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ABSTRACT: To assess whether loop electrosurgical excision procedure (LEEP) increases the risk for preterm birth before 37 weeks of gestation and clarify whether the increased risk for preterm birth is attributable to the procedure itself or to risk factors associated with cervical dysplasia. Two authors performed a search of the relevant data through February 2013 using PubMed, Embase, Scopus, CENTRAL, and ClinicalTrials.gov. We included observational studies that compared rates of preterm birth in women with prior LEEP with women with no history of cervical excision. Nineteen of 559 identified studies met selection criteria. We compared women with a history of LEEP with two unexposed groups without a history of cervical excision: 1) women with an unknown or no history of cervical dysplasia; and 2) women with a history of cervical dysplasia but no cervical excision. The primary outcome was preterm birth before 37 weeks of gestation. Secondary outcomes were preterm birth before 34 weeks of gestation, spontaneous preterm birth, preterm premature rupture of membranes, and perinatal mortality. DerSimonian-Laird random effects models were used. We assessed heterogeneity between studies using the Q and I tests. Stratified analyses and metaregression were performed to assess confounding. Nineteen studies were included with a total of 6,589 patients with a history of LEEP and 1,415,015 without. Overall, LEEP was associated with an increased risk of preterm birth before 37 weeks of gestation (pooled relative risk 1.61, 95% confidence interval [CI] 1.35-1.92). However, no increased risk was found when women with a history of LEEP were compared with women with a history cervical dysplasia but no cervical excision (pooled relative risk 1.08, 95% CI 0.88-1.33). Women with a history of LEEP have similar risk of preterm birth when compared with women with prior dysplasia but no cervical excision. Common risk factors for both preterm birth and dysplasia likely explain findings of association between LEEP and preterm birth, but LEEP itself may not be an independent risk factor for preterm birth.Obstetrics and Gynecology 04/2014; 123(4):752-761. DOI:10.1097/AOG.0000000000000174 · 4.37 Impact Factor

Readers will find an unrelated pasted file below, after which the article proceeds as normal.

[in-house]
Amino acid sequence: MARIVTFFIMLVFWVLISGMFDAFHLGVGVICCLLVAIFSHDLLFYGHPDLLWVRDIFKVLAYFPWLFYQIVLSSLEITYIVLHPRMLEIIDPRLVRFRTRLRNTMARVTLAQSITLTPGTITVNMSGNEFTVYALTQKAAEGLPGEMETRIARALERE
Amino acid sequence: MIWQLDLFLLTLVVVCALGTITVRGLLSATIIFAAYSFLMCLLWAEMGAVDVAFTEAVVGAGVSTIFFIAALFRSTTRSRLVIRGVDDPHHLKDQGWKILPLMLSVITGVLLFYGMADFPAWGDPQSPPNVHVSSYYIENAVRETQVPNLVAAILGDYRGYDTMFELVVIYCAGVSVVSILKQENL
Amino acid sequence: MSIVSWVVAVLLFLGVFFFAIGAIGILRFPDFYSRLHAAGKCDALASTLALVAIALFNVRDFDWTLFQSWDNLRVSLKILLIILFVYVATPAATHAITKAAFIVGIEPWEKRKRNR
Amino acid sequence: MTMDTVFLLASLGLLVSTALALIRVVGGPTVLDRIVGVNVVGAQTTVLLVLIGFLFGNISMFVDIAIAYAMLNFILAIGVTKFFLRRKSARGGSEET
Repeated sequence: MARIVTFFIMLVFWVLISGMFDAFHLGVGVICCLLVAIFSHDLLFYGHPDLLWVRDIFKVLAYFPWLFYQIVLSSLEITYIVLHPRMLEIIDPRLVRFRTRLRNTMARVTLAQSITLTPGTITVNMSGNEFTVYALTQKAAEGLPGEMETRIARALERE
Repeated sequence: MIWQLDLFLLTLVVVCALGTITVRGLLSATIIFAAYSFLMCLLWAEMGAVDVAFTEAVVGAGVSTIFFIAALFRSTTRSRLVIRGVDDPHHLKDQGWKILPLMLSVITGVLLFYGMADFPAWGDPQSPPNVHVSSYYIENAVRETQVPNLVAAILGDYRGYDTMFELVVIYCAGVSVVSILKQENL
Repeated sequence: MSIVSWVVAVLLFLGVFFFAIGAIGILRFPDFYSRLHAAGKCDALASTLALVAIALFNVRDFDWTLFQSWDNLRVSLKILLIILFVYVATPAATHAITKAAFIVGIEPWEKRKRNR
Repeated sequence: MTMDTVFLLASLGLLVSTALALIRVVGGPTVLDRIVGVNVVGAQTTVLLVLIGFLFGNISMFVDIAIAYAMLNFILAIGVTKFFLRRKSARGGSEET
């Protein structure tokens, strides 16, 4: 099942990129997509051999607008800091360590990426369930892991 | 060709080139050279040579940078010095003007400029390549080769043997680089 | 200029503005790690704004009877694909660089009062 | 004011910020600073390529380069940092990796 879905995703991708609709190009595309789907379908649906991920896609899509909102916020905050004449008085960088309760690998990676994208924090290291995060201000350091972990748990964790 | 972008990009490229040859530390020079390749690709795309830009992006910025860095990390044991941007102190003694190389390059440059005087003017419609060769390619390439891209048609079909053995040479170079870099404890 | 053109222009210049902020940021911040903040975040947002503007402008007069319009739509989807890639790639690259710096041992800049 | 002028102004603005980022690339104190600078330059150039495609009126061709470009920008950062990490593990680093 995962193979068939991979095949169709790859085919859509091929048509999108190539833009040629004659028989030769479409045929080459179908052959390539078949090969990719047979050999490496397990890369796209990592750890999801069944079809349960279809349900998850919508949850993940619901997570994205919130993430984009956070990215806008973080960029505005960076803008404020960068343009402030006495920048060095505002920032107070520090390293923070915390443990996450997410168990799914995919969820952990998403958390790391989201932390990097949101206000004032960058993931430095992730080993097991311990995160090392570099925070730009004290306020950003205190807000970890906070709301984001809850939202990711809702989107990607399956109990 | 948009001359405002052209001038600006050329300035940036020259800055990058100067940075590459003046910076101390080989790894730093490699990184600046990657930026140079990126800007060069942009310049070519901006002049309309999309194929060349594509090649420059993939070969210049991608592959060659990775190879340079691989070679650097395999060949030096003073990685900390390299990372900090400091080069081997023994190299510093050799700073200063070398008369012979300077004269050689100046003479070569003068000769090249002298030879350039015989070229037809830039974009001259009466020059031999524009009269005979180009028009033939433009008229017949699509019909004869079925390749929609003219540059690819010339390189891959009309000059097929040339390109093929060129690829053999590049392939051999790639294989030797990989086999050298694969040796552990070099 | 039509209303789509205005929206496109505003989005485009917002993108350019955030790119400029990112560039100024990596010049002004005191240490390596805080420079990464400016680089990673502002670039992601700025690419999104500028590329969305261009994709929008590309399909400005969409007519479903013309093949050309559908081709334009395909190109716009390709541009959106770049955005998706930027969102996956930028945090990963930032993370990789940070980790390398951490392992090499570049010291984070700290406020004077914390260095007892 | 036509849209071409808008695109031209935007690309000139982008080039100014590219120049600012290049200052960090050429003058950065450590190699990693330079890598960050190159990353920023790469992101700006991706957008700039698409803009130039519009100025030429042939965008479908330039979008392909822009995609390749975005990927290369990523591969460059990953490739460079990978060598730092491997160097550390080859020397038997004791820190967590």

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ABSTRACT: Objective To assess how the proportion of the cervical volume/length removed during treatment for cervical intraepithelial neoplasia (CIN) varies and whether this correlates to the pregnancy duration at delivery. Methods The present prospective observational study included 142 women undergoing CIN treatment at a university hospital during 2009–2013. The pretreatment and post-treatment cervical dimensions and cone size were measured with magnetic resonance imaging, three-dimensional transvaginal ultrasonography, or two-dimensional transvaginal ultrasonography, and the correlation between pregnancy outcomes and the relative proportion of the cervix excised was assessed. Results Pretreatment cervical volumes and cone volumes varied substantially (range 11–40 cm3 and 0.6–8 cm3, respectively). The proportion of the volume excised ranged from 2.2% to 39.4%. Sixteen (11%) women conceived following treatment; 12 had a live birth (seven at term, three preterm). The pregnancy duration at delivery was significantly correlated with the proportion of the cervical volume (r=–0.9; P< 0.001) and length (r=–0.7; P= 0.01) excised and the cone volume (r=–0.6; P= 0.04). Conclusion The pretreatment cervical dimensions and the proportions of the volume/length excised vary substantially, and the latter correlates with the pregnancy duration. Assessment of the proportion excised might help to stratify women at risk who need intensive surveillance when pregnant.International Journal of Gynecology & Obstetrics 10/2014; 128(2). DOI:10.1016/j.ijgo.2014.07.038 · 1.56 Impact Factor